On the first night that my family sleeps in our recently purchased home, I lay awake in our second floor bedroom, listening to every groan the house makes. It's a cottage-style brick home on a quiet street in southern Virginia, built in the 1940s.
Twice I take an investigative trip down the long flight of creaky hardwood stairs. The central air contracts our house's ventilation system, then shuts off and allows warmer air to pour through the duct work, causing it to expand and make a furnace-like popping sound that reverberates throughout the house. And I'm convinced that someone is on the verge of murdering all of us.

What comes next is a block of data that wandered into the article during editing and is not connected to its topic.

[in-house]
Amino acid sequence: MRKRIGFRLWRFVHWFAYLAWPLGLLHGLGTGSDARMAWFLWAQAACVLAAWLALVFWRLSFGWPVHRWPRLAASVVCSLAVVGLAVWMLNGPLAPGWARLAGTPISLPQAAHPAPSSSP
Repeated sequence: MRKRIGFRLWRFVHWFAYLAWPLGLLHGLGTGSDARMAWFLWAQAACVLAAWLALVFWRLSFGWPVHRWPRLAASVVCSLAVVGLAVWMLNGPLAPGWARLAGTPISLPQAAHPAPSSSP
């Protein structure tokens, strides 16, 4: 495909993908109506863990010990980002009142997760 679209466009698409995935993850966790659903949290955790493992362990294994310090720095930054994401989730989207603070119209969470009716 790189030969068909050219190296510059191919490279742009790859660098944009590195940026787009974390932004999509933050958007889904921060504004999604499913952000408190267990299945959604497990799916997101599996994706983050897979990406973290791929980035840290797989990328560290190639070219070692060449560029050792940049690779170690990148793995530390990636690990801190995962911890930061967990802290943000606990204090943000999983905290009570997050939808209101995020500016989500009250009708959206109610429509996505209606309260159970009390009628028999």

When I'm given over to this fear, that odd smell in our basement isn't a mustiness that needs aired out—it's a cancerous mold. That not-quite-normal looking mosquito bite protruding from my wife's leg is probably a poisonous spider bite, from a kind of spider that doesn't exist near our former home in central Pennsylvania. When the neighbor acts a touch reserved when we meet him, he must not like us—he probably hates us. He probably resents the fact that we haven't been able to set our trash out yet, and so it's piling up right beside the boundary line of our yards.
Maybe he's the one inside the air ducts.
In a new house, in a new city, every sound, space, and person is new in an alien way. We don't yet feel "at home." And in a newly inhabited older house, in particular, our acute awareness of every creak, groan, and smell—and the seemingly imminent threat presented by these strange impositions on our senses—doesn't get old until we get settled in to that particular locale. And when you've just purchased the ...1